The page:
Lutgart Van den Berghe, chair of ecoDa’s policy committee, said: 'People should not forget that governance is not an end in itself but a means to an end. Companies should develop a governance model that helps them to reach the corporate goal and allows them to make effective decisions in the long term interest of the company, shareholders and stakeholders. The board is a crucial factor to this end. But also shareholders have to play their role to foster growth, strategy, entrepreneurship and sustainability.'
Paul Moxey, head of corporate governance and risk management at ACCA stressed that 'Corporate governance should really be about creating value. There are many definitions of governance, but in many the importance of company growth and competitiveness is missing. This is unfortunate, in that it has allowed corporate governance to become too often a rather pointless tick-box exercise.'
Speakers stressed the overall quality of corporate reporting has gone up, and the focus now should be on yet more improvement in the general quality of disclosure around corporate governance and a clear articulation by each company of how its governance arrangements support its business model. The assumption that shareholders are the monitors of companies’ governance presupposes their engagement. This is certainly one of the most important challenges of the Action Plan.
The political agenda in the field of corporate governance is becoming higher and higher, while financial regulation is becoming ever more detailed, without taking account of the underlying changes to financial markets. Speakers questioned whether the EU’s current focus is the right one to provide dynamic stock markets for companies. One speaker from the OECD presented statistics showing the decline in European IPOs over the past 10 years, while another speaker stated 'The IPO market in Finland is dead.'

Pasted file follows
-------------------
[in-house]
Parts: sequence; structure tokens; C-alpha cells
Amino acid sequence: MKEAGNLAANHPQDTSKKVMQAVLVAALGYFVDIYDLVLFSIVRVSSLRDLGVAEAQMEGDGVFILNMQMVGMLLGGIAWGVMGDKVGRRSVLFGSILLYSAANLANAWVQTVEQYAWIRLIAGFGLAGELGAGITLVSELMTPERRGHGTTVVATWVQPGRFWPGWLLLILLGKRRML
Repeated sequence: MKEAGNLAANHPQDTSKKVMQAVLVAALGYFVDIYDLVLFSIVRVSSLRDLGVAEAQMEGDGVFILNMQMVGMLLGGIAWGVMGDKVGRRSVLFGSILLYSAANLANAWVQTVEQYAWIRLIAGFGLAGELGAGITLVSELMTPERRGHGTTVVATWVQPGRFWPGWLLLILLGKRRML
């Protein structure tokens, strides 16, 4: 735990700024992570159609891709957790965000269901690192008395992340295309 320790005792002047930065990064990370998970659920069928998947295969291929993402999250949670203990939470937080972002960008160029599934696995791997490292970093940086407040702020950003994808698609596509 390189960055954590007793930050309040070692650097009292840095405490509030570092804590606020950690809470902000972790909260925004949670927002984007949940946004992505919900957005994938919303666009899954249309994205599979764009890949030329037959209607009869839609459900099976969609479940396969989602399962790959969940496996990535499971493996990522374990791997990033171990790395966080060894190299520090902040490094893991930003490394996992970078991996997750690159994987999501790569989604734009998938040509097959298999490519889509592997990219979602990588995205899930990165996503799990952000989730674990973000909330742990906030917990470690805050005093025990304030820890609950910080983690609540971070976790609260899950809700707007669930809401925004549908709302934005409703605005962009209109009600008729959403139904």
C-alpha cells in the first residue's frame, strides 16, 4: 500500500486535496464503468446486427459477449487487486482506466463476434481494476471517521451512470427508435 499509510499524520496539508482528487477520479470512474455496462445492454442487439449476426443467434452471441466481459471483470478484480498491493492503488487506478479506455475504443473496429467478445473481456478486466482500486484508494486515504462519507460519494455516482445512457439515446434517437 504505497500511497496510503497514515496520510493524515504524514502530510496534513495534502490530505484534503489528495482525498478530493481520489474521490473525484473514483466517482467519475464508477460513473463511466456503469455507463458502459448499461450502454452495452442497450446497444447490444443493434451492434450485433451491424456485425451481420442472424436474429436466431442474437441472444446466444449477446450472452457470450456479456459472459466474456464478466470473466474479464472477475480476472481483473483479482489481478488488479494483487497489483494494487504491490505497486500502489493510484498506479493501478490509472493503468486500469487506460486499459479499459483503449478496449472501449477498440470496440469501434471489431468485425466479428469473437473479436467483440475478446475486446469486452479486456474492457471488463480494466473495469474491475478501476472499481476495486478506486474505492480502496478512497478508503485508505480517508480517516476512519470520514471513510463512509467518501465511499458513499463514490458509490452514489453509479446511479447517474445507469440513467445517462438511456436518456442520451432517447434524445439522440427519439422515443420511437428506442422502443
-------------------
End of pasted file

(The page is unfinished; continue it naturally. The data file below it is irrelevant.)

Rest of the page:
Susannah Haan, secretary general of EuropeanIssuers, concluded that: 'Securities' law and financial market regulation are being developed separately from company law and corporate governance, leaving companies struggling to make a coherent whole of the regulatory picture. We hope that the publication of the forthcoming Green Paper on long-term investment may open a wider debate on these issues.'
Notes to Editors
- The European Commission published its Action Plan on company law and corporate governance on 12 December 2012, with three main sets of measures.